I don't recall who named the phenomenon "Silverwinging", but it came out of the early business meetings of House Silverwing, my SCA household. Just a couple of years ago, I unexpectedly found the best-ever explanation of it, in Neal Stephenson's novel "Anathem". No, he doesn't call it "silverwinging". But he does have two characters known in their circle as "the Beast with Two Backs": not with the sexual connotation, but because they're always facing each other, in hot debate. And, usually, they're *agreeing*. But the debate proceeds because it's vitally important to their personalities that they not only share the same *conclusion*, they must arrive at that conclusion by the exact same logical paths, the precisely identical analytical methods. That's silverwinging.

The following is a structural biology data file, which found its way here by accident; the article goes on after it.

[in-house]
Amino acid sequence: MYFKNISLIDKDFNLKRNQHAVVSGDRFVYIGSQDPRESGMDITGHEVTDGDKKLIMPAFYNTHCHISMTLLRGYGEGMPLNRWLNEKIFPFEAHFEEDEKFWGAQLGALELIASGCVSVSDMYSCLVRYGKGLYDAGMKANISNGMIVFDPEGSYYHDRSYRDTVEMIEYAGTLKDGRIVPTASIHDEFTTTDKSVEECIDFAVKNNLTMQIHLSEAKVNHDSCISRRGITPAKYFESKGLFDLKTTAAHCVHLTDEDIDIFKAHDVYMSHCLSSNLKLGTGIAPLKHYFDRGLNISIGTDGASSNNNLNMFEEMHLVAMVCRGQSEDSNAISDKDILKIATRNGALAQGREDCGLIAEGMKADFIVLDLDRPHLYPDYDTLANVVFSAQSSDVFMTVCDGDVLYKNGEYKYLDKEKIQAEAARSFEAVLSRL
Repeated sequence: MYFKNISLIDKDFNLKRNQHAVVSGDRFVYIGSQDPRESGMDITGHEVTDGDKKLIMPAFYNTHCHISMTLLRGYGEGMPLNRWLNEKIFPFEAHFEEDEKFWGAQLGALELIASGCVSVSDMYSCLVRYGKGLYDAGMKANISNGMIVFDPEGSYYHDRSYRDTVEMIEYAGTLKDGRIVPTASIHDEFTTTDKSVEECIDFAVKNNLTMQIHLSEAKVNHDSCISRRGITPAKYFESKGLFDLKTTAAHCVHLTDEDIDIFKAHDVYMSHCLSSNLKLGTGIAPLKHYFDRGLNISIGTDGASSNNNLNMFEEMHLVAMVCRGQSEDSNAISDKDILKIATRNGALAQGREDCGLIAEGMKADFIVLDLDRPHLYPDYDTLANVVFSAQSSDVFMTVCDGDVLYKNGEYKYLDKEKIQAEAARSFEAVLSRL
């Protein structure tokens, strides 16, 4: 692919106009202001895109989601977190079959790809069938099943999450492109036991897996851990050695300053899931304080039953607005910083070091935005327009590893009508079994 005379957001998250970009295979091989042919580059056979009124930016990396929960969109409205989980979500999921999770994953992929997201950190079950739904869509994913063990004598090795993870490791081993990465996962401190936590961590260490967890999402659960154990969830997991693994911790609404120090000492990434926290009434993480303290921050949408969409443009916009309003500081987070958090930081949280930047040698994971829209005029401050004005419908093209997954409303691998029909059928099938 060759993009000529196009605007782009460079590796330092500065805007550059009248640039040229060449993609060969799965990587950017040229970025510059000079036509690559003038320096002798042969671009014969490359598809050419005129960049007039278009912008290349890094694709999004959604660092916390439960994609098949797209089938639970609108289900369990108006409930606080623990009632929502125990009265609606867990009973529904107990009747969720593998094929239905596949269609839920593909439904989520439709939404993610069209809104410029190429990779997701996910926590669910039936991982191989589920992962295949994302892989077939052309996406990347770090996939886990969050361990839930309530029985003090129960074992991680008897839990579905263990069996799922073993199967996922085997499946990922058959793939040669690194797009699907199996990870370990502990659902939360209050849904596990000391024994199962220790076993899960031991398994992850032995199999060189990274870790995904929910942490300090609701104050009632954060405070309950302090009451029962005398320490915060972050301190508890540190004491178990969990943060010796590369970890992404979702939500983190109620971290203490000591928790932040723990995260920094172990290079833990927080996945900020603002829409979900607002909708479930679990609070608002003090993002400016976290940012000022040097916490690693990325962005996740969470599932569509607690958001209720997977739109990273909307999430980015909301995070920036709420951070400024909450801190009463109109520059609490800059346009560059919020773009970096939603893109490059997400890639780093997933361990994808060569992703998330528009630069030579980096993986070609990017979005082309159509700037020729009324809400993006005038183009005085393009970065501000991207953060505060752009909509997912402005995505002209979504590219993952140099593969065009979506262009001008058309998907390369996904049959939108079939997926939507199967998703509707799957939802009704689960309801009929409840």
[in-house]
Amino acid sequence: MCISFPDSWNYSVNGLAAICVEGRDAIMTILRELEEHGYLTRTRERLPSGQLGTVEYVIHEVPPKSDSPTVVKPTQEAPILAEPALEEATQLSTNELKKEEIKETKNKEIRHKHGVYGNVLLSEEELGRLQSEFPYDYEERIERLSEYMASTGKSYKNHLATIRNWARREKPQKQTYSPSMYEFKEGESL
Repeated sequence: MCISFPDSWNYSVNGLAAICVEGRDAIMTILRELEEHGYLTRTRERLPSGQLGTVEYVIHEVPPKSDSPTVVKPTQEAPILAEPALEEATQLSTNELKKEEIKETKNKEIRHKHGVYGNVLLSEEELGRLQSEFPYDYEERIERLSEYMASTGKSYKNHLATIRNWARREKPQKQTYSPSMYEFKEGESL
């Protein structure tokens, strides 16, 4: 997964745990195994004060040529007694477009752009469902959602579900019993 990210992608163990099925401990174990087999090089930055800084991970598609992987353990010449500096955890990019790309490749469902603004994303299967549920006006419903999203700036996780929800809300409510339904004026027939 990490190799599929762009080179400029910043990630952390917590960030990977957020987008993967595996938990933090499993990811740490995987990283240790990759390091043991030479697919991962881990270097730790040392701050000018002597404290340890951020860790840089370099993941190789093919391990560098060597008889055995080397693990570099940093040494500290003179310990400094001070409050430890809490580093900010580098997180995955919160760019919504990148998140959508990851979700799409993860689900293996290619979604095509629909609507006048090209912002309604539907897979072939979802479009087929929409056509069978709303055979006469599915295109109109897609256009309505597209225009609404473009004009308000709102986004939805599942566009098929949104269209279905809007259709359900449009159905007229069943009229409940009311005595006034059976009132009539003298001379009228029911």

From my earliest days in the SCA, I'd been throwing out aphorisms I'd heard, and sometimes invented myself, about life in the SCA, and often life in general. When the internet came along, I finally started recording them. They're not all meant to be serious monographs on philosophy; some of them are pretty silly . But at the time I recorded them, each one struck me as insightful, and I have a rule that once recorded, I don't delete them. They're there to provide jumping-off points for Scadian philosophizing, one of my favorite pastimes and the official sport of House Silverwing. I'm actually rather proud that they've been favorably quoted by many prominent SCA philosophers, including several Presidents of the SCA and Society Seneschals, as keys into the group-mind of the SCA and the dynamics of the SCA as an organization. The laws are available at several sites, but the most appropriate one here is: http://www.schuldy.org/laws.html.